T-Mobile sharpens argument for 12 GHz auction

T-Mobile store front
Once again, T-Mobile brought up Dish’s reputation as a spectrum hoarder in its argument that 12 GHz spectrum should be auctioned. (Getty Images)

Saying Dish Network is just plain wrong, T-Mobile is arguing before the FCC that if the 12 GHz band gets freed up for mobile terrestrial use, it had better conduct an auction of the spectrum to award those rights.

T-Mobile has made this argument previously. After all, it’s not going to let a potentially lucrative slice of spectrum slip by. And it’s especially not going to let it go to Dish, which, even though a key enabler in the merger of T-Mobile and Sprint, hasn’t exactly been on T-Mobile’s good side in recent months.

Currently, the 12 GHz band is the subject of a Notice of Proposed Rulemaking (NPRM) at the commission, where a diverse set of stakeholders are debating its future. Elon Musk’s SpaceX wants it for the Starlink constellation, while Dish wants the rules changed so that the licenses it holds at 12 GHz can be used for two-way mobile 5G communications. T-Mobile, not one to pass up a shot at more mid-band spectrum, wants to see the 12 GHz spectrum auctioned before it’s awarded to Dish or anyone else for 5G purposes.

"Dish Network Corporation asserts that neither the record nor Commission precedent supports an auction of terrestrial mobile rights in the 12 GHz band and that the Commission should instead simply gift those rights to existing incumbents,” T-Mobile wrote in its September 21 filing (pdf). “Dish is both legally and factually wrong.”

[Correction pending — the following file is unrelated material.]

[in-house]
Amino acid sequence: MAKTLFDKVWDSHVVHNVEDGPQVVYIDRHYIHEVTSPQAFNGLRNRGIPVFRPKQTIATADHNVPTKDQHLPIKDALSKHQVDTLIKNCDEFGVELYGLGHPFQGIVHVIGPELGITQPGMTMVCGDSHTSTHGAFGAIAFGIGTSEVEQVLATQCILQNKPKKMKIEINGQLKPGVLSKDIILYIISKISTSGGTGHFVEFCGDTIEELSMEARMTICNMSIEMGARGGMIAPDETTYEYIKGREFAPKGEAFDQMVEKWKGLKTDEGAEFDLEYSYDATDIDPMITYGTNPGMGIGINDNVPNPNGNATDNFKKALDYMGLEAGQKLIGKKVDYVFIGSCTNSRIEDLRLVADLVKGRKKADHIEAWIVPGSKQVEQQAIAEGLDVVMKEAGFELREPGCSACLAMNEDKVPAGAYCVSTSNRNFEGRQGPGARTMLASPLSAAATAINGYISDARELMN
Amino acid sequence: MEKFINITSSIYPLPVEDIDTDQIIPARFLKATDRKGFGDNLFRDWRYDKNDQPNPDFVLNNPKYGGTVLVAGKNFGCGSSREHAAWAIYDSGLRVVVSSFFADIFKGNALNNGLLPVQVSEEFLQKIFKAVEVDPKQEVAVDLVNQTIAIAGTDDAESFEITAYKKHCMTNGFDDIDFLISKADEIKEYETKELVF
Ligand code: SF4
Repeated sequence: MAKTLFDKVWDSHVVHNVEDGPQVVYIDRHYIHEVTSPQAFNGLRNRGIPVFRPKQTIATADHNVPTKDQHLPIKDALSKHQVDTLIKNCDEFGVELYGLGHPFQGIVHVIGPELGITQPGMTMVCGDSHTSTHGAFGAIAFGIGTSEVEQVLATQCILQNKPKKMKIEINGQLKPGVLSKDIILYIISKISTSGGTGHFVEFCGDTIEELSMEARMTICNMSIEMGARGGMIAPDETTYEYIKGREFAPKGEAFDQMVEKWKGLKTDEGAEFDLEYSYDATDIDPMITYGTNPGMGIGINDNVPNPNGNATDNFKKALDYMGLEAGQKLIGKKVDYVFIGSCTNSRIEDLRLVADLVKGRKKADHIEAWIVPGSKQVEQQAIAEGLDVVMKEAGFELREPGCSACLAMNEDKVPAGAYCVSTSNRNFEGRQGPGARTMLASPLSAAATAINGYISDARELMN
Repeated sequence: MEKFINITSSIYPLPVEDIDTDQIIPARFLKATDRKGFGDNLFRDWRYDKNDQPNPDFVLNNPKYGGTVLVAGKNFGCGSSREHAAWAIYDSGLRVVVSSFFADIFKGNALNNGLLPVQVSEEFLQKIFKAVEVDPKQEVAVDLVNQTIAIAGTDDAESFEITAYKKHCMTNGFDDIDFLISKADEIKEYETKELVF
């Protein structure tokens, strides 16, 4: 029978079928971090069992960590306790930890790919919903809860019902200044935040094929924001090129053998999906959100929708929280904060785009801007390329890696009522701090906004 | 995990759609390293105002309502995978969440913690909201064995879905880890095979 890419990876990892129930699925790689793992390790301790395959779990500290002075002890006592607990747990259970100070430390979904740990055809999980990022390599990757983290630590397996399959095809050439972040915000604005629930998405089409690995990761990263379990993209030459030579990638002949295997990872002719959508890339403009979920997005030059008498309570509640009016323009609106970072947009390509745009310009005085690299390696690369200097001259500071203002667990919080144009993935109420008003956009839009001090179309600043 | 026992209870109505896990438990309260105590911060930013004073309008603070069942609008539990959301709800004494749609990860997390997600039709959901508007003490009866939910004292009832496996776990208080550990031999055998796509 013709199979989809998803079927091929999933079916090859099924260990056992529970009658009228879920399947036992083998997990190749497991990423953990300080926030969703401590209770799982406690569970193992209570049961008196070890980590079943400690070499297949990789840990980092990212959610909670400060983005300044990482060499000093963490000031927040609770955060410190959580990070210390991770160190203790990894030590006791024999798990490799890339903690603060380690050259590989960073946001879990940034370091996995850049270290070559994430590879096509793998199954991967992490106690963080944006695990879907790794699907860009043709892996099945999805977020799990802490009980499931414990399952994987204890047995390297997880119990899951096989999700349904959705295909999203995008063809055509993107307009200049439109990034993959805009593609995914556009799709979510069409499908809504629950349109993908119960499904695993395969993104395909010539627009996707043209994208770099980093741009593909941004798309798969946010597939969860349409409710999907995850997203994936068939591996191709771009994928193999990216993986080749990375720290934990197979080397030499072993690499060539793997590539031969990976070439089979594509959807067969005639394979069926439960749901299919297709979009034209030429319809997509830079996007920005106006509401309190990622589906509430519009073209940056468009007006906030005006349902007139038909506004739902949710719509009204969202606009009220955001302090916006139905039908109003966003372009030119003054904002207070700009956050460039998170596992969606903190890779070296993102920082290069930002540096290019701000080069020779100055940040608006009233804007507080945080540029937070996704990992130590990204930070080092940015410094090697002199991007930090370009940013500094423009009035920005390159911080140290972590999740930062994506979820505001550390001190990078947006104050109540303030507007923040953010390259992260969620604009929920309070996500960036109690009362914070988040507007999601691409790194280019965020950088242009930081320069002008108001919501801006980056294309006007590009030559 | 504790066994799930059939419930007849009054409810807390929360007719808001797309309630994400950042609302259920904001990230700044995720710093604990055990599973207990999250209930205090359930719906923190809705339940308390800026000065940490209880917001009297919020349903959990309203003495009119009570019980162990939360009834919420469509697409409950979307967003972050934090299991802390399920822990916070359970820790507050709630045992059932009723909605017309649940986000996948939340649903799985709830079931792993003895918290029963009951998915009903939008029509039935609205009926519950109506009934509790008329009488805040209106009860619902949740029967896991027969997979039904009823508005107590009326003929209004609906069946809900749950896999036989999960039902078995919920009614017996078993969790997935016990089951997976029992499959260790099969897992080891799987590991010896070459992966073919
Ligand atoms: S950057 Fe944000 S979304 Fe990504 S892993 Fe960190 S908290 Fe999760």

RELATED: T-Mobile presses for 12 GHz auction – rather than ‘windfall’ for Dish

Dish has argued that there’s no need for an auction – an auction was conducted years ago, and it was one of the winners, although T-Mobile points out there’s a big difference between that auction and what they’re talking about doing now. “No incumbent licenses – no matter how often Dish states to the contrary – obtained the rights to provide terrestrial mobile services at auction,” T-Mobile wrote.

The “un-carrier” added that recent FCC precedent favors an auction. For example, in the C-band proceeding, the agency rejected scenarios that would enable incumbent satellite operators to be the “sole conveyors of newly created flexible use rights in the band,” and instead found that a public auction was preferable.

In the C-band, incumbents were actually providing services. In the case of the rights being considered in the 12 GHz band, only one active commercial MVDDS deployment is known, and that’s RS Access’ deployment in the Albuquerque, New Mexico area, which required a waiver from the FCC.

“Awarding mobile terrestrial rights to spectrum non-users would provide them with an undeserved windfall,” T-Mobile told the agency. “Dish’s claim that it will use the spectrum ‘more heavily to improve 5G service to the public’ is highly doubtful based on MVDDS licensees’ lack of use of the spectrum thus far and Dish’s history of spectrum hoarding in particular. If those licensees want to provide 5G service to the public, as they assert, they can obtain those rights at auction like everyone else.”

As for relocating incumbents, T-Mobile said there’s precedent for that. In the C-band proceeding, the commission recognized it had the authority to modify a license without the consent of a license holder in order to reallocate spectrum. “Reallocating the 12 GHz band and relocating incumbent, as T-Mobile and others have suggested, would fall squarely within the parameters of that authority regardless of whether incumbents say they want to ‘double down.’”

T-Mobile pointed out that currently, only one spectrum auction is underway at the commission, and that’s the 3.45 GHz auction, which starts October 5. The commission has started the process of establishing procedures for the 2.5 GHz action, but there’s no other auction in the near-term pipeline, meaning the agency has “ample resources” to conduct an auction of the 12 GHz band in the near future.